Paul and Jesus. How the Apostle Transformed Christianity. James Tabor. New York: Simon and Schuster, 2012.
This is a marvelous little book which is basic to understanding the “historical Paul.” It’s so simple, elegant, and straightforward, that after reading it, one can’t help wondering why someone hadn’t written it earlier. Not only is it important to understanding the historical Paul, but it’s also important to understanding the historical Jesus — because it is through Paul that we have some of our best information about the early Jesus movement.
James Tabor is a key figure in the growing movement to recognize and understand “Jewish Christianity.” Continue reading
A Polite Bribe is an excellent representation of Paul’s journeys as presented in Acts. Because Paul describes his first two journeys to Jerusalem (as a Christian) in his letters, we have the opportunity to “compare and contrast” events in Paul’s letters with the same events described in Acts, written at least fifty years later. But we are adrift when it comes to Paul’s third journey. Paul never mentions this third journey in his letters — except prospectively, as a journey he intends to make at some time in the future. Continue reading
There’s a point in A Polite Bribe when we approach the dramatic confrontation between Paul and Peter at Antioch. Paul thought that he, James, and Peter, had a deal: the message of Jesus could go to the gentiles. But in Antioch Paul is furious that Peter has betrayed this agreement, and denounces Peter to his face. Continue reading
A great new video on early Christianity, A Polite Bribe, has been released. If you’ve never read Paul’s letters or the book of Acts, well guess what–now you don’t have to! They’ve made a movie out of it!
Moreover, it’s a movie that makes some critical points about the history of the early church. There was a split in the early church between Paul and the Jerusalem church. Paul made a collection for the church in Jerusalem (Galatians 2:10, Romans 15:25–27, etc.). This collection was likely refused by the Jerusalem church. Whoa! What was this all about? Continue reading
Christianity was shattered into many different factions at an unusually early stage. Bitter disputes are recorded in Paul’s letters between Paul and Peter and James. You can’t read the collection The Ante-Nicene Fathers without seeing that much of early Christian literature is polemical. It is directed, not against external enemies, but against other followers of Jesus who are “misrepresenting” Christianity.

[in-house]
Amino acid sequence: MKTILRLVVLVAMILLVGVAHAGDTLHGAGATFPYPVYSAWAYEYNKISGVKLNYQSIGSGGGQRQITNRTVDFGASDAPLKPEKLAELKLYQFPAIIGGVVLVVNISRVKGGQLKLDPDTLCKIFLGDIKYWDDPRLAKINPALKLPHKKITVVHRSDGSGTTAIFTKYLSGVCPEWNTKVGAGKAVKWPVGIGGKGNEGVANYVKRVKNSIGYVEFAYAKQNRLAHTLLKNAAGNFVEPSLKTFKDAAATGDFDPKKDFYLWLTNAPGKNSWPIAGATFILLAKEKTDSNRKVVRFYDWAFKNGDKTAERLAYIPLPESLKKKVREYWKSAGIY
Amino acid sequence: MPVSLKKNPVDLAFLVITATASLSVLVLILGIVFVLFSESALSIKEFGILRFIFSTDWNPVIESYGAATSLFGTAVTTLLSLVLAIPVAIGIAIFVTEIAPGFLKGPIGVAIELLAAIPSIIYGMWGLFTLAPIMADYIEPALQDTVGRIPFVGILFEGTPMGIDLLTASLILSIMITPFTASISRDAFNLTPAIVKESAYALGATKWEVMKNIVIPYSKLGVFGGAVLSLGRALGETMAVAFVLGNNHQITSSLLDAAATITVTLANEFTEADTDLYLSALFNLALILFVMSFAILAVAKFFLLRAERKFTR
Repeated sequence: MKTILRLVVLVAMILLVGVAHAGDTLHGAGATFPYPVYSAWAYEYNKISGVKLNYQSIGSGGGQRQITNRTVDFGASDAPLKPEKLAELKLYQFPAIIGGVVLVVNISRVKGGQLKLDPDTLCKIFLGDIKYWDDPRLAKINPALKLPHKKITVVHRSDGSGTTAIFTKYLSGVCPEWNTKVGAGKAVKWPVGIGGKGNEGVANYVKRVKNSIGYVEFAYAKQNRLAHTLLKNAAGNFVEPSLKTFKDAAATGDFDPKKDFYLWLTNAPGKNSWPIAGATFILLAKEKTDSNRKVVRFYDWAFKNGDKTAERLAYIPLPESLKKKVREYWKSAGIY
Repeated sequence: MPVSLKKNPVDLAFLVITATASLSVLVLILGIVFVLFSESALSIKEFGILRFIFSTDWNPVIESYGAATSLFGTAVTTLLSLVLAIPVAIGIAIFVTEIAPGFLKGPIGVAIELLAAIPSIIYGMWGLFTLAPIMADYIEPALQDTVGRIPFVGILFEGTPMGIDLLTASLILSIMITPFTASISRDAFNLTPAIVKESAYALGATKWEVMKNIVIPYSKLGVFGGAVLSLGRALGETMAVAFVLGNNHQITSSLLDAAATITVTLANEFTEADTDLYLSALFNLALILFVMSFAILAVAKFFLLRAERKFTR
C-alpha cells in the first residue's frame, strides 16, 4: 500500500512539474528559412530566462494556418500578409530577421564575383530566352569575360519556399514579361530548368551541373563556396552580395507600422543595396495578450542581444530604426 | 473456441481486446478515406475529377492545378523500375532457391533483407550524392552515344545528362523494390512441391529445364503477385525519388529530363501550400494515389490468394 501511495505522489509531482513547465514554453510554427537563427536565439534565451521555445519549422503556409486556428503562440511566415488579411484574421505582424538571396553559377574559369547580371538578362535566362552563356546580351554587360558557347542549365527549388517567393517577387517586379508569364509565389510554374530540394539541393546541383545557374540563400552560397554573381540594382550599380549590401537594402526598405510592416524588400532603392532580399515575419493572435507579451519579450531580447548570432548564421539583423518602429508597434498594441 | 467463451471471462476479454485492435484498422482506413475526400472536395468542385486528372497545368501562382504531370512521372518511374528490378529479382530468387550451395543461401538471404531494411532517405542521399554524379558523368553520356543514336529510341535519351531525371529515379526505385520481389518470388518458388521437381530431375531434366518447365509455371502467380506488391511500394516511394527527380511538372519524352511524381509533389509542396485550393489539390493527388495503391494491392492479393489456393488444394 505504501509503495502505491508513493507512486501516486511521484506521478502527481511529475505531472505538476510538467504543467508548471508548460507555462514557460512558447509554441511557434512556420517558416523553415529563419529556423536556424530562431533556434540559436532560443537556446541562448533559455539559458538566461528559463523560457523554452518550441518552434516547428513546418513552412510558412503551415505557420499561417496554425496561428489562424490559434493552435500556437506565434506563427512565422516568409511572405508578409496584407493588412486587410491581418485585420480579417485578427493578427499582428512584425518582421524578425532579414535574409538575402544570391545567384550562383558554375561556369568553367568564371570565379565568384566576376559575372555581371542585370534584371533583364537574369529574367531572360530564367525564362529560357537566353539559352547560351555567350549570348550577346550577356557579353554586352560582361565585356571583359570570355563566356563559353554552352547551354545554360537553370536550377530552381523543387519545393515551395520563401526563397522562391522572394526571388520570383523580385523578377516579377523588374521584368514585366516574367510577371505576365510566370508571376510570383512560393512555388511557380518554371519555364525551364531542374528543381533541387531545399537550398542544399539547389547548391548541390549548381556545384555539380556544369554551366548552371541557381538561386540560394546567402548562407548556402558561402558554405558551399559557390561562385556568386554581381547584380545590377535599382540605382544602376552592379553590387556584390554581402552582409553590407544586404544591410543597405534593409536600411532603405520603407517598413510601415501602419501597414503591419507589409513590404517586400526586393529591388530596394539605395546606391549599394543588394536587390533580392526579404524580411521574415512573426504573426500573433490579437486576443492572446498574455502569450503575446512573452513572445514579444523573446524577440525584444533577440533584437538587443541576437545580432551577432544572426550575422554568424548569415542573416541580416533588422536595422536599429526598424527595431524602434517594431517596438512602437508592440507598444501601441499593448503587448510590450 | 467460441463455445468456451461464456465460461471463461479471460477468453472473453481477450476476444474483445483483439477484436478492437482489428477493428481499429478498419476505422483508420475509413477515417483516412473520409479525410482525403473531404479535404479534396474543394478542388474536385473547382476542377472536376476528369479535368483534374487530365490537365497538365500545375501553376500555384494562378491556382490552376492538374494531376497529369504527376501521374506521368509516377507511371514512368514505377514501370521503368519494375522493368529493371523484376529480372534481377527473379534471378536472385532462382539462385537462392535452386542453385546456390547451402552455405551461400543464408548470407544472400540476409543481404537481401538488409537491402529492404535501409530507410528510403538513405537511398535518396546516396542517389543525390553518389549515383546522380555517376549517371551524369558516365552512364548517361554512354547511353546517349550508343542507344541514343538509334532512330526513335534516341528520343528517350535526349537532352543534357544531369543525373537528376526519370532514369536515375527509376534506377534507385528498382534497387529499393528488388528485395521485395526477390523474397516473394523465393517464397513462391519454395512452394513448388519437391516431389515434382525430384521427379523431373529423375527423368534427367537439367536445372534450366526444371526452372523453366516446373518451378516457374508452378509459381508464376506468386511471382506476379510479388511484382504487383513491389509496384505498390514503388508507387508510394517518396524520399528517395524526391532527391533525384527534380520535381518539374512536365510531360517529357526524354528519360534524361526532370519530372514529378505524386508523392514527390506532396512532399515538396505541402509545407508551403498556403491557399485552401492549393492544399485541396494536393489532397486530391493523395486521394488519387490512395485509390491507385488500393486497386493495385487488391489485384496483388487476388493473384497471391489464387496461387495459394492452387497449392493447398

Irenaeus, Hippolytus, Tertullian, Epiphanius, and Theodoret wrote lengthy refutations of their Christian opponents. Origen ruefully comments that “many” Christians have differences of opinion on “subjects of the highest importance.” This is totally unlike what we see in Buddhism, Islam, or even modern Christianity, where all the various schools of thought resemble each other in broad outline. In early Christian writings, we sometimes see Christian polemics against Jews or pagans; but it is not nearly as voluminous as the polemics against other Christians.
What do scholars make of the huge multiplicity of different Christian groups? For example, what caused it? Any ideas, scholars? Or anyone else? Continue reading
Bart Ehrman’s book “Forged” deals mostly with ancient forgeries, but also with some modern forgeries
NOTE: this post discusses Nicholas Notovitch and Edmond Bordeaux Szekely. For G. J. R. Ouseley and “The Gospel of the Holy Twelve,” see the next post.
Why would anyone want to fabricate a gospel to prove that Jesus was a vegetarian, or anything else about Jesus? There is plenty of solid historical evidence that the message of Jesus was simple living, nonviolence, and vegetarianism, and that vegetarianism was a key idea of the movement which he headed. But Nicholas Notovitch and Edmond Bordeaux Szekely have not gone down the historical path; they have instead fabricated a gospel. Both of these gospels are sometimes innocently quoted by vegetarians to prove that Jesus went to India or that Jesus was a vegetarian. But neither of them constitutes real evidence about Jesus, or about anything else before the nineteenth century. Continue reading
Anna Kingsford (1846-1888)
How can we imagine Jesus slaughtering animals or even condoning it? Yet both Christian tradition and the doors of the churches are often closed to ethical vegetarians concerned about animals. One approach to this problem is to look for alternative gospels, and if none is found, to write such a gospel. This approach has sometimes produced some interesting results, one of which is The Gospel of the Holy Twelve.
Looking for modern “alternative gospels” would not be my approach to this problem. What happened to the ethical vegetarianism of the historical Christian community which originated in the first century? What happened to the Jesus who said “I have come to destroy the animal sacrifices,” and was killed after disrupting the animal sacrifice business in the temple? We shouldn’t give up hope so quickly! But I can well understand the frustration of many who have turned away from the Christian tradition in response to the corruption of the scriptures and the general ignorance of most scholars of the subject. Continue reading
The Global Guide To Animal Protection. Edited by Andrew Linzey. University of Illinois Press, 2013.
Andrew Linzey, tireless campaigner for animals, advocate of Christian vegetarianism, and director of the Oxford Centre for Animal Ethics, has edited a marvelous book about animals worldwide. The Global Guide to Animal Protection is an encyclopedia of animal issues that is truly global — and we’re not just talking about on land, but in the sea as well. If you live with a dog, or have been to a PETA demonstration, or try your hand at preparing vegan meals, or have written letters opposing “Sea World,” or have joined a vegetarian group, then this book will likely tell you quite a bit in connection with any or all of the areas of concern to which you have just barely been exposed. Continue reading